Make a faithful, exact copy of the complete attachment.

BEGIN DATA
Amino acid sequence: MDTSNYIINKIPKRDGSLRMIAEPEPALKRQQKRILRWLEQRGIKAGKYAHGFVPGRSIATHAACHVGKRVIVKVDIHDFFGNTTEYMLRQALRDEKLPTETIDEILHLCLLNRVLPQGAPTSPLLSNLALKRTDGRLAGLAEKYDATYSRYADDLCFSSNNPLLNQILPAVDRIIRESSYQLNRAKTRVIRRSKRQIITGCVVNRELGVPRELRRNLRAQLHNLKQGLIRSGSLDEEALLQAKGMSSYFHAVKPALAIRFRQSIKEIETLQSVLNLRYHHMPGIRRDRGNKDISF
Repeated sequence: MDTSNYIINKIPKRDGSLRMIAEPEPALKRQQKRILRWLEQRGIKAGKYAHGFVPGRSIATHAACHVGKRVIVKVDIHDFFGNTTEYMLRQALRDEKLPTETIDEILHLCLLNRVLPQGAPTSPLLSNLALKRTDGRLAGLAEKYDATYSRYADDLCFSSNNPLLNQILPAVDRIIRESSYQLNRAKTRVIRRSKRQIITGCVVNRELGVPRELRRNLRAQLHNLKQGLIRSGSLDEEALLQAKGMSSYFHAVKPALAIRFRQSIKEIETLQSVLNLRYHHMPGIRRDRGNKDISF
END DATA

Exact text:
Amino acid sequence: MDTSNYIINKIPKRDGSLRMIAEPEPALKRQQKRILRWLEQRGIKAGKYAHGFVPGRSIATHAACHVGKRVIVKVDIHDFFGNTTEYMLRQALRDEKLPTETIDEILHLCLLNRVLPQGAPTSPLLSNLALKRTDGRLAGLAEKYDATYSRYADDLCFSSNNPLLNQILPAVDRIIRESSYQLNRAKTRVIRRSKRQIITGCVVNRELGVPRELRRNLRAQLHNLKQGLIRSGSLDEEALLQAKGMSSYFHAVKPALAIRFRQSIKEIETLQSVLNLRYHHMPGIRRDRGNKDISF
Repeated sequence: MDTSNYIINKIPKRDGSLRMIAEPEPALKRQQKRILRWLEQRGIKAGKYAHGFVPGRSIATHAACHVGKRVIVKVDIHDFFGNTTEYMLRQALRDEKLPTETIDEILHLCLLNRVLPQGAPTSPLLSNLALKRTDGRLAGLAEKYDATYSRYADDLCFSSNNPLLNQILPAVDRIIRESSYQLNRAKTRVIRRSKRQIITGCVVNRELGVPRELRRNLRAQLHNLKQGLIRSGSLDEEALLQAKGMSSYFHAVKPALAIRFRQSIKEIETLQSVLNLRYHHMPGIRRDRGNKDISF